the litpop awards
Pop Montreal and Matrix Magazine: Lit POP is back! Eileen Myles and Sheila Heti to judge the 2013 competition:
The POP Montreal International Music Festival and Matrix Magazine have once again joined forces to rock your literary world with Canada's most innovative and exciting literary competition. We are looking for writing that really pops. So if you can bring the noise with poetry and/or short fiction, it’s time to smash some bottles and trash some hotels (but not really though). If you have what it takes, you will get your work published in Matrix, and get free travel to POP Montreal for a night in your honour.
The winners, one from each category, will receive a round-trip ticket to POP Montreal from September 25–29, 2013, a VIP pass to the Pop Montreal Festival, free accommodation at a bed and breakfast, fall publication in Matrix Magazine with full honorarium, and presentation at a special Matrix Lit POP event during the festival.
This contest is open to residents of Canada and the United States. The deadline for all submissions is June 30, 2013 Winners will be notified in August. Poets are asked to send no more than 5 poems; fiction writers should send stories of no more than 3000 words. Each entry is 25$ and entries and entry fees should be mailed to Matrix Publications, 1400 de Maisonneuve Blvd W., LB 658, Montreal QC, H3G 1M8. Please include your email address. Cheques or money orders should be made out to "Matrix Publications." PayPal is also available. Multiple entries are welcome.
NEW: Submit via Submittable:
Entries can also be emailed to Litpop2013@gmail.com and will be considered valid once payment is verified. Full contest rules and regulations can be found at popmontreal.com and matrixmagazine.org/litpop.
This year’s judges are the acclaimed writers Eileen Myles (Poetry) and Sheila Heti (Fiction)!
Eileen Myles is one of America’s most important poets. She was born in Cambridge MA in 1949, attended catholic schools in Arlington and graduated from UMass (Boston) in 1971. She came to New York in 1974. Her latest: Snowflake/different streets is a dos a dos, meaning you turn it over and it’s another book. Inferno (a poet's novel, 2010), Eileen’s book before Snowflake is in fact a Kunstlerroman in which she does chronicle the life of a female poet very much like Eileen Myles. Myles first became known to many Americans through her openly female write-in campaign for President of the United States in 1991-92. Her poetic education took place at St. Mark's Poetry Project from 1975-77 in workshops lead by Alice Notley, Ted Berrigan and others and by attending hundreds of readings for about ten years and then for the rest of her life. Other books include The Importance of Being Iceland/travel essays in art (2009), Sorry, Tree (poetry) 2007, Tow w/ artist Larry C. Collins (2005), Skies (2001), on my way (2001), Cool for You (novel, 2000), School of Fish (1997), Maxfield Parrish (1995), Not Me (1991), and Chelsea Girls (stories, 1994). In 1995, with Liz Kotz, she edited The New Fuck You/adventures in lesbian reading. From 1984 through 1986 Eileen was Artistic Director of St. Mark's Poetry Project. In 2004 she wrote the libretto for the opera, Hell, composed by Michael Webster performed in 2004 and in 2006. In 2010 for the Dia Center for the Arts she created and directed “The Collection of Silence” a large performance piece engaging dancers, poets, children, visual artists and Buddhists in a collective public act of silence at Hispanic Society in NYC. Eileen is a Professor Emeritus of writing & literature at UC San Diego where she directed the program from 2002 to 2007. In spring, 2010 she was the Hugo Writer at U. of Montana in Missoula. In November 2010 she was the Fannie Hurst Professor at Washington University in St. Louis. She began teaching in Columbia’s MFA program in Spring 2012 and she’s there this fall and at NYU in spring 2013. She’s also a frequent teacher/participant at Naropa and the SLS seminars. As journalist & art writer she contributes to a wide number of publications including Art Forum, Parkett, The Believer, Vice, Cabinet, The Nation, TimeOut, Book Forum and AnOther Magazine and has written catalogue essays in recent years on Sadie Benning, Cathy Opie, K8 Hardy, Oscar Tuazon, Emily Roydson. and for “The Air We Breathe” show at SFMOMA and “Riotous Baroque” at the Zurich Kunsthaus. In 2007 Eileen received an Andy Warhol/Creative Capital art writers' grant for “Iceland.” Her Inferno received a Lambda Book Award for lesbian fiction in 2011. The Poetry Society of American awarded her the Shelley Prize in 2010. In 2012 she’s a Guggenheim fellow in non-fiction for her forthcoming dog memoir Afterglow. Let more awards and honors come. She lives in New York.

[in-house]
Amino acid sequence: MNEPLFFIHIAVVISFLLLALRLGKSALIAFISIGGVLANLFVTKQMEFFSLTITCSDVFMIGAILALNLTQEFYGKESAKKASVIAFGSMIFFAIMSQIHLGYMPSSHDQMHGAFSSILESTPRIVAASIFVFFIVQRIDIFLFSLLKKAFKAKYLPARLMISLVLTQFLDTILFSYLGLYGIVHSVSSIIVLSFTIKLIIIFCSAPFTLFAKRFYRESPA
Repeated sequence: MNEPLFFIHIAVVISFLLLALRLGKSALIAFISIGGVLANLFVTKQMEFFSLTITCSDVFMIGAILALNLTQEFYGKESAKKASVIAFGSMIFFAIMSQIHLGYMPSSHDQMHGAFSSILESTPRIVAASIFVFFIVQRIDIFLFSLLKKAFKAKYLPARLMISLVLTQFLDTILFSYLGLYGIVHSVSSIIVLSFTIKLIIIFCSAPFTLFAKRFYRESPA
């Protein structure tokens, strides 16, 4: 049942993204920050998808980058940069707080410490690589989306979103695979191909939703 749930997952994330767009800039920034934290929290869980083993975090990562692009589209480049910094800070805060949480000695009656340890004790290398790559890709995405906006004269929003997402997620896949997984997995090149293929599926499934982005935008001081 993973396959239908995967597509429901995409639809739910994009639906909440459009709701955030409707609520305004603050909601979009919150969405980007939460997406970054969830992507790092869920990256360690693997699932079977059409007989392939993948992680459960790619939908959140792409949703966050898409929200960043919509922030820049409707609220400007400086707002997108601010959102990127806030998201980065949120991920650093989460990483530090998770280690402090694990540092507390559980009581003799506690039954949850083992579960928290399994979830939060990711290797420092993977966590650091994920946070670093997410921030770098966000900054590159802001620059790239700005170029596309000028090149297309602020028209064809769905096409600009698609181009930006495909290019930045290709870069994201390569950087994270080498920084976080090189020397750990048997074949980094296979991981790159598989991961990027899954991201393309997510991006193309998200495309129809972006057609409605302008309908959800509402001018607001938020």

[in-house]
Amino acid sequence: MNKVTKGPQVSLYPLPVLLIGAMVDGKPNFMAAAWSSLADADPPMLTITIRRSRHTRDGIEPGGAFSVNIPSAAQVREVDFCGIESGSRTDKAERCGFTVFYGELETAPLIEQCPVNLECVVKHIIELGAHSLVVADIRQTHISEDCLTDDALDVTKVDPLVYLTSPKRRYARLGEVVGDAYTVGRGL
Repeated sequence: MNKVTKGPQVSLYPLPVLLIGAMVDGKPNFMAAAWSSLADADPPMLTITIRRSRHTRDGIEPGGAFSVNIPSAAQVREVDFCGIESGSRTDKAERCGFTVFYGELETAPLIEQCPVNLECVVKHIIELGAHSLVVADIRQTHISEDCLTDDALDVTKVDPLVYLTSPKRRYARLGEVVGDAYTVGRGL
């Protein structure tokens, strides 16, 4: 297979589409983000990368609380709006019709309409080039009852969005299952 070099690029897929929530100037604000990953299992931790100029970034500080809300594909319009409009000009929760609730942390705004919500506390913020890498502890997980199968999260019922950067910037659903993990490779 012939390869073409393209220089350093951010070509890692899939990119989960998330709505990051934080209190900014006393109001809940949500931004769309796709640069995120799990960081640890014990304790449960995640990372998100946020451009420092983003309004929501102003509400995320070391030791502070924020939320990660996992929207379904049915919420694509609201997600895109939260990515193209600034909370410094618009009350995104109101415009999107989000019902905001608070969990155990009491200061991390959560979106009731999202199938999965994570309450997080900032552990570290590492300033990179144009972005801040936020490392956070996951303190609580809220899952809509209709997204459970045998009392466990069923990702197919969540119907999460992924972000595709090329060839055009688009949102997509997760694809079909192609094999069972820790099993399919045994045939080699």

Sheila Heti is the author of five books: the story collection, The Middle Stories (2001), published when she was twenty-four; the novel, Ticknor (2005); and an illustrated book for children, We Need a Horse, (2011) featuring art by Clare Rojas. With Misha Glouberman, she wrote a book of "conversational philosophy" called The Chairs Are Where the People Go, which The New Yorker chose as one of its Best Books of 2011. Most recently, she published How Should a Person Be? which The New York Times Book Review called an "odd, original, and nearly unclassifiable book... unlike any other novel I can think of." The book has been nominated for The Women's Prize for Fiction (formerly The Orange Prize), and was featured on many Best Books of 2012 lists, including in The New Yorker, The New York Times, Salon, Flavorpill, The New Republic, and The New York Observer. Prospect Magazine (UK) called it "last year's most polarising and widely-discussed novel," and Christian Lorentzen of the London Review of Books wrote that it "will be the litty thing the Obama administration era is remembered for."She is currently working on a book collaboration with Leanne Shapton and Heidi Julavits called Women in Clothes about women and their relationship to style. To participate in this project, please email firstname.lastname@example.org. Her books have been translated into German, French, Spanish, Dutch, Italian, Norwegian and Serbian. Her writing has appeared in The New York Times, The Guardian, The London Review of Books, n+1, McSweeney’s, Bookforum, and other places. She works as Interviews Editor at The Believer and has contributed many interviews with writers and artists to the magazine. In 2001, she created the Trampoline Hall lecture series (hosted by Misha Glouberman), at which three people deliver lectures on subjects outside their areas of expertise, then take questions from the audience. The shows have been running monthly in Toronto since that time and have sold out every show since their inception. In 2008, she created The Metaphysical Poll, a blog that collected the sleeping dreams people were having about Hillary Clinton and Barack Obama during the Democratic primaries. The blog received hundreds of dreams and press in The Washington Post, The LA Times, Slate, The Economist and elsewhere. She has taught or spoken at Columbia University, Pomona College, the Museum of Modern Art, The New York Public Library, in Dawson City, Yukon, at the University of Toronto, the Art Gallery of Ontario, the Cuirt Festival in Ireland, Festival Americas in Paris, the Hammer Museum, and other places; and has been in residence at Yaddo, Santa Maddalena and the Fundacion Valparaiso. She appeared in photographs as Lenore Doolan in Leanne Shapton’s book-as-auction catalogue, Important Artifacts and Personal Property from the Collection of Lenore Doolan and Harold Morris. She appears in Margaux Williamson’s film Teenager Hamlet, and with her runs The Production Front, which puts on shows and promotes the work of other artists. She studied playwriting at the National Theatre School in Montreal before attending the University of Toronto to study art history and philosophy. She was born into a Jewish-Hungarian family on December 25, 1976, and lives in Toronto.